Urgency is really the key word I use when I look at a lot of the more recent open world games, including Skyrim, as the thing that their story is sorely lacking in. In Skyrim you can create a life for yourself; you can simply work at improving your smithing and speech so that you can make and improve your weapons and sell them to vendors, or make potions and enchanted weapons and armor and do the same. You can do the multitude of quests that pop up where some poor, disenfranchised NPC will ask you to go into a cave full of beasts or bandits and retrieve a family heirloom or artifact that they’d get themselves, but for one reason or another want you to do instead. Whether you choose to continue in the main story or not, all of these things continue to happen and the world continues on exactly as you are playing. Sure, a dragon might pop up in the mountains here or there and kill a wandering hunter, but as a whole, they are not swooping into cities like Riften and interrupting the blacksmith’s speech about finding genuine fire salts that you’ve heard a million times.

The player is given no reason to care about moving the plot forward, as the world continues on almost unscathed while it waits for the player to trigger the next plot device. If you are truly dedicated and wish to simply plow through the story, this won’t be an issue, but when you stop the smell the roses in Skyrim, a part of you begins to wonder if it is really worth it to save the world because it doesn’t seem like it needs much saving. Dawnguard continues on that fine tradition with a plot of vampires and vampire hunters pitted against each other, forcing the player to choose a side and play out the story through the usual fetch quests and dungeon crawling. If the gameplay of Skyrim has you as enamored as most players are, none of this will bother you and the idea of more Skyrim content will be reason enough to hop onto your PC and download it right away. On the other hand, if you are looking for a deep, involved storyline and characters that truly suck you in and make you want to keep playing, you won’t find that experience here.

So the issue here is that games like Skyrim tend to lack the urgency or finer points of storytelling to really pull players in and compel them to want to hear the story that is being presented to them. In cases like this, gameplay becomes the sole driving force behind firing up the game for endless hours of fun, and it is fun. There is no doubt about the fun that can be had while playing Skyrim and just how immersive the world can really be. What is curious is that the developers can’t find a way for the story to be integrated into this immersive world to create a total experience.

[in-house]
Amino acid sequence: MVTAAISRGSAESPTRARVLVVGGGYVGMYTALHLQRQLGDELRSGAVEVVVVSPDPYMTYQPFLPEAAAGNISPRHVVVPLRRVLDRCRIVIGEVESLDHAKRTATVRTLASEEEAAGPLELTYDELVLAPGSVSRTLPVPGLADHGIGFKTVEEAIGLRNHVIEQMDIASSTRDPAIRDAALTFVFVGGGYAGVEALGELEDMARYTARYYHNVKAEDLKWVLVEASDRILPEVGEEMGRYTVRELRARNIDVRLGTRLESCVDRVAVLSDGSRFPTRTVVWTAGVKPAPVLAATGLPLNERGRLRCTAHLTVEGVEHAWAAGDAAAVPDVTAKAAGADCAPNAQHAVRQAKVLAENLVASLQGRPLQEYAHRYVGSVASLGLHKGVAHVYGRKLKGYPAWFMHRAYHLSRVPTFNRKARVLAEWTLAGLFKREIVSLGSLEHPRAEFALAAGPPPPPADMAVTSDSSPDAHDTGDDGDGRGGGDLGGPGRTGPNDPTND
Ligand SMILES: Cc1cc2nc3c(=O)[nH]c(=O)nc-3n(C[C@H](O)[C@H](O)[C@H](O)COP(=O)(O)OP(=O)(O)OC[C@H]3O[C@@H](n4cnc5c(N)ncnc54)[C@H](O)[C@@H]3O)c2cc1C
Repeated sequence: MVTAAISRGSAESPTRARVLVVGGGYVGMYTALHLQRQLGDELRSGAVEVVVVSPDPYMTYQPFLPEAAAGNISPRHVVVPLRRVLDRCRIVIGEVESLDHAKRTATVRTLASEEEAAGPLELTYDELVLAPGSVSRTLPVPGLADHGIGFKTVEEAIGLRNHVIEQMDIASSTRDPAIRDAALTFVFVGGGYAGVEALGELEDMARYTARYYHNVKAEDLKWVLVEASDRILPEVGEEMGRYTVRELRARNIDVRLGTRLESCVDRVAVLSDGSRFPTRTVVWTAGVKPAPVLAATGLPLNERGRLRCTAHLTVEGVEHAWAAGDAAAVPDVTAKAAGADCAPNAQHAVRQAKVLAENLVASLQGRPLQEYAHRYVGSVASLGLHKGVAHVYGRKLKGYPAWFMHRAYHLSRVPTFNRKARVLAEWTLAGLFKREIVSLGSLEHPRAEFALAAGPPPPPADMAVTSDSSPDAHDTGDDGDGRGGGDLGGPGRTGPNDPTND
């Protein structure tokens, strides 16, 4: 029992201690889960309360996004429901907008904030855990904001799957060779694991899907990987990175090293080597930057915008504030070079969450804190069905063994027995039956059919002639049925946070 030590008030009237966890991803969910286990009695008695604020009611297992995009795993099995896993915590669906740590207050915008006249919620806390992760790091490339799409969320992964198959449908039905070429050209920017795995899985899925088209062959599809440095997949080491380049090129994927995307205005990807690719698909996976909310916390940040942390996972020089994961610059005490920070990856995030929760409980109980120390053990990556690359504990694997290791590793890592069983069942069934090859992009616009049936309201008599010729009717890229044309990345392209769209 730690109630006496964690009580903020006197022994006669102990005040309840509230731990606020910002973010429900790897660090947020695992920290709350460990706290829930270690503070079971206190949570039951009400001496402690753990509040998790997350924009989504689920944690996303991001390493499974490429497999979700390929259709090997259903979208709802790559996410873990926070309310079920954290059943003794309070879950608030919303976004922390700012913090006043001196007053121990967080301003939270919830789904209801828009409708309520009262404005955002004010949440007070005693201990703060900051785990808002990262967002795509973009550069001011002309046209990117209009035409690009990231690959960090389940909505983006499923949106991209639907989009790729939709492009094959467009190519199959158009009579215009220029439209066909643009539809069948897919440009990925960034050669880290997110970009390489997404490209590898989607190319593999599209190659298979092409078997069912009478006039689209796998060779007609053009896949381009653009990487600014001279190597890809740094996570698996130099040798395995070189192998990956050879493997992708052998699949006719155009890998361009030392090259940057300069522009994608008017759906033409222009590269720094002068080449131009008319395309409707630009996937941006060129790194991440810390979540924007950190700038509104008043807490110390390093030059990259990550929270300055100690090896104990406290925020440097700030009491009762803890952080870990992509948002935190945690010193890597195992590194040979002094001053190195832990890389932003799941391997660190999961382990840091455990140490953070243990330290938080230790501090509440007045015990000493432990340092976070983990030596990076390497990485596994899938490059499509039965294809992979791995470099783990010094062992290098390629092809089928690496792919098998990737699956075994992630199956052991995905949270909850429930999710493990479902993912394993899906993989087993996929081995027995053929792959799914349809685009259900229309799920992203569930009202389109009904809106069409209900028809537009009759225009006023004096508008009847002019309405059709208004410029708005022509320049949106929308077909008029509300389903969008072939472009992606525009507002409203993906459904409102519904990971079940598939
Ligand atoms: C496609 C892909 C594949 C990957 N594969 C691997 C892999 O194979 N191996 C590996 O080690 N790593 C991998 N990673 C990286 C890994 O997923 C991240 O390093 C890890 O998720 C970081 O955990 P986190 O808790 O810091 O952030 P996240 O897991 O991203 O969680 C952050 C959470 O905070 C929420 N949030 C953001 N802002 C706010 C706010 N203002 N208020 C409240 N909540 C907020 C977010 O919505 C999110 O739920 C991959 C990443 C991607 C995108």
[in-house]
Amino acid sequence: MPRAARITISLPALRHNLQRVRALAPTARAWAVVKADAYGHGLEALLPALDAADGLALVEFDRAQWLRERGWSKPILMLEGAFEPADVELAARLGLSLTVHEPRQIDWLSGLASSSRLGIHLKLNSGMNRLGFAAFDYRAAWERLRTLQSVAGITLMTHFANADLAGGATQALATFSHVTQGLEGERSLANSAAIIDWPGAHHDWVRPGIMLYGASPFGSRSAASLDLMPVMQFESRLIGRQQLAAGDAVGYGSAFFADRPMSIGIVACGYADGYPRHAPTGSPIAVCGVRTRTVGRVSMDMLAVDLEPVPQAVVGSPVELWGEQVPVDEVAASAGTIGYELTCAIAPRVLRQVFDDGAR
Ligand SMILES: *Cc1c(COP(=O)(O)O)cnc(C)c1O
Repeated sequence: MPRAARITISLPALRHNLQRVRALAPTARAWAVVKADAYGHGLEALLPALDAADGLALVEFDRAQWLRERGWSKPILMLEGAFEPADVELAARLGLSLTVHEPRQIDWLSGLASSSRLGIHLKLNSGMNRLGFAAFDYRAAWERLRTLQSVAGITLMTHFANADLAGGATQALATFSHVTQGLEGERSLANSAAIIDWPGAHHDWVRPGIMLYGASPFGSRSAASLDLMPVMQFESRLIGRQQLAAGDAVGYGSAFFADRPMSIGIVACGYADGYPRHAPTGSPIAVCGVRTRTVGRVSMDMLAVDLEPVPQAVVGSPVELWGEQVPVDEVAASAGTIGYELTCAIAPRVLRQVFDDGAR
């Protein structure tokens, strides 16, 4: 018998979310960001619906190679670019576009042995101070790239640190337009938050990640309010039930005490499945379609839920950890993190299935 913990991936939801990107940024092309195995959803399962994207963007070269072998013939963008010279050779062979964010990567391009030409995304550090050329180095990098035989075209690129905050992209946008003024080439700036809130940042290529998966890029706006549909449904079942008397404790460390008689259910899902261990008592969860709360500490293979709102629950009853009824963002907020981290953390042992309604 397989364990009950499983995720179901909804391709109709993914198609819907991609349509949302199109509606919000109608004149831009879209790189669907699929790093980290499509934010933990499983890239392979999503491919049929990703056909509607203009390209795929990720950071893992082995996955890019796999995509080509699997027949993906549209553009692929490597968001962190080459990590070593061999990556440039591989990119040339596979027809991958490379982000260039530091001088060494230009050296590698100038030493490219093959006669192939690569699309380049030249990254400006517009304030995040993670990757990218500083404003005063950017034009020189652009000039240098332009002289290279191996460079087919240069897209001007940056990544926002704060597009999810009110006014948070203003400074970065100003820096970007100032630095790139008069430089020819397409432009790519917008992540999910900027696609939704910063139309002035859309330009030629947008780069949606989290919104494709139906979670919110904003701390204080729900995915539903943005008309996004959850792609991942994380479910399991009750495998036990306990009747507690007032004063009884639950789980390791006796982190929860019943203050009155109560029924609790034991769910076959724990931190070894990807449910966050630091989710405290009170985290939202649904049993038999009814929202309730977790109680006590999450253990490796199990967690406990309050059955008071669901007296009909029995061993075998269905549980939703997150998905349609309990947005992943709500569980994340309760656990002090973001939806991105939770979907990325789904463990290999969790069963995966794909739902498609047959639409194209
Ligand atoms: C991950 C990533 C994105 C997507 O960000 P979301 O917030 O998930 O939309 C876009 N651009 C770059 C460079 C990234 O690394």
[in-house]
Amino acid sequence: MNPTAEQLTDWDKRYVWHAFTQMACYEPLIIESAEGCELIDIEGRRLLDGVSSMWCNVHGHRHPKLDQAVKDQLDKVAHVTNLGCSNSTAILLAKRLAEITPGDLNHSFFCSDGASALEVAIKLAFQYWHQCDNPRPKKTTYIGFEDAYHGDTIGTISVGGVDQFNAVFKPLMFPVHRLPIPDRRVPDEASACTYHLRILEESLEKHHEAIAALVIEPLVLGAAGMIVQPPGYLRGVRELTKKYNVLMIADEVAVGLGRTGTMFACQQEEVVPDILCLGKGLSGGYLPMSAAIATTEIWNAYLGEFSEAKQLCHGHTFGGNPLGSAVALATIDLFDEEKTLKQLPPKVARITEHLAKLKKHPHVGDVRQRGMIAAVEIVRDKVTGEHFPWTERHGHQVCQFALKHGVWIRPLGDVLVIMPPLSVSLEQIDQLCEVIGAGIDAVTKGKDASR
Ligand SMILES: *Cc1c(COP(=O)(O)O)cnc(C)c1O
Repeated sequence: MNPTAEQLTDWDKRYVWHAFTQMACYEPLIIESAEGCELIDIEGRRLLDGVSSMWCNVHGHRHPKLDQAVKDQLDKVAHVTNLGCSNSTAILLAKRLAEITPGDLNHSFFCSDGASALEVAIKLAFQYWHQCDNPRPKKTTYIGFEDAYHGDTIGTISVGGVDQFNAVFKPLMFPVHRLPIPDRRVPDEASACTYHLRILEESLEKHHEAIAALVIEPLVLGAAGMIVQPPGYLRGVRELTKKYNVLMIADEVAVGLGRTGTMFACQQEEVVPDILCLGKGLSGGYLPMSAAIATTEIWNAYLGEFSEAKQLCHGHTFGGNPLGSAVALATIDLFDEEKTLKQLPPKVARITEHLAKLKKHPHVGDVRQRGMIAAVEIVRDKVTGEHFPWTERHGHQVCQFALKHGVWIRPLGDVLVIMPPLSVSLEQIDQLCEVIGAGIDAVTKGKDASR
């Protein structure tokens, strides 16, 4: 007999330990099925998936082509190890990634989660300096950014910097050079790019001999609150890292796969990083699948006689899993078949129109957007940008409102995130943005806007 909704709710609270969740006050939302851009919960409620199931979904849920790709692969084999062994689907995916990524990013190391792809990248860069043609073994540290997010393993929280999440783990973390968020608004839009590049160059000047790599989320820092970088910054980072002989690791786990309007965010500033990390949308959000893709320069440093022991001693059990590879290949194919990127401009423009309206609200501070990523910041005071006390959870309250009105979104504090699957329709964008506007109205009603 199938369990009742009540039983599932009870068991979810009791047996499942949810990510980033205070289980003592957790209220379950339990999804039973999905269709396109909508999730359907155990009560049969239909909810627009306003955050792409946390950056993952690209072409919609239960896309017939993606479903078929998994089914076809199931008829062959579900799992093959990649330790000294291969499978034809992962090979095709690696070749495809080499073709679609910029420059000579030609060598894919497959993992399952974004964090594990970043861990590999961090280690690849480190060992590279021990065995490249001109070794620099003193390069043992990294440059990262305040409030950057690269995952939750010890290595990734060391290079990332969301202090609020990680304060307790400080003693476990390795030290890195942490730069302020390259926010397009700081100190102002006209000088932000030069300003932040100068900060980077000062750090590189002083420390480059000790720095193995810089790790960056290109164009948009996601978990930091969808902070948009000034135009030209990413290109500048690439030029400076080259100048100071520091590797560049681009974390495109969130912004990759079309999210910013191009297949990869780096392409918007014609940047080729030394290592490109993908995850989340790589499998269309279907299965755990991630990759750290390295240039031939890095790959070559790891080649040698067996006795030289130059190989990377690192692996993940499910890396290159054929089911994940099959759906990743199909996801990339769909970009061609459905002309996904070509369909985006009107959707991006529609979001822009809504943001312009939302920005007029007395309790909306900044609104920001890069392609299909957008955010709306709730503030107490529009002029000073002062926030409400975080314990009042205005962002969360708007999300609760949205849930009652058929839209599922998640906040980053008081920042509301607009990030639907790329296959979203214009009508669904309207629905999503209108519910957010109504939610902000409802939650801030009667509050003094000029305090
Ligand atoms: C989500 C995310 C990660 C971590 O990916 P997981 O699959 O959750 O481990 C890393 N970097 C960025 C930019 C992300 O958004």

Why do games have to be one or the other? Games don’t have to be on the extreme opposite sides of the coin like Heavy Rain and Skyrim are, do they? Heavy Rain was an amazing experience that I was given the pleasure of playing through and compelled me to keep playing to find out what happens next, and when it was done, it was done. It left me feeling a rush of emotions and processing what had just happened. While it did all of that, there was no way to just pick Heavy Rain up and hop in a car and drive around the world, to actually live a life within that world and just have fun. Instead, the player was more or less on rails for most of the experience, being guided by a tightly-plotted narrative to a thrilling conclusion. This is a stark contrast to Skyrim that gives you all of the freedom in the world while giving you no reason to care about the stories presented to you.

In the broadest sense of what a game is intended for, which is to have fun, games like Skyrim more than succeed. It gives the player lots to do and gives them satisfaction in whatever way they choose to play the game, making them want to come back for more. Over the past twenty years, though, video games have grown a lot and the spinning of a compelling narrative has become key to broadening the appeal of games to the masses. The idea that you can go out and buy an interactive story that lets you play a game on top of it is really quite remarkable when you stop to think about it. From my perspective, games have yet to really find that right mix of addictive and rewarding gameplay mixed in with a truly compelling and rewarding storytelling experience. There is no right and wrong, but in the future it would be nice to really see games look to become the total package than to just do one or the other.

Dave Walsh is the Owner and Editor-in-Chief of Kickboxing website, one of the foremost authorities on the sport of Kickboxing online. He is also a novelist, musician and avid gamer. Follow at @LiverKickdotcom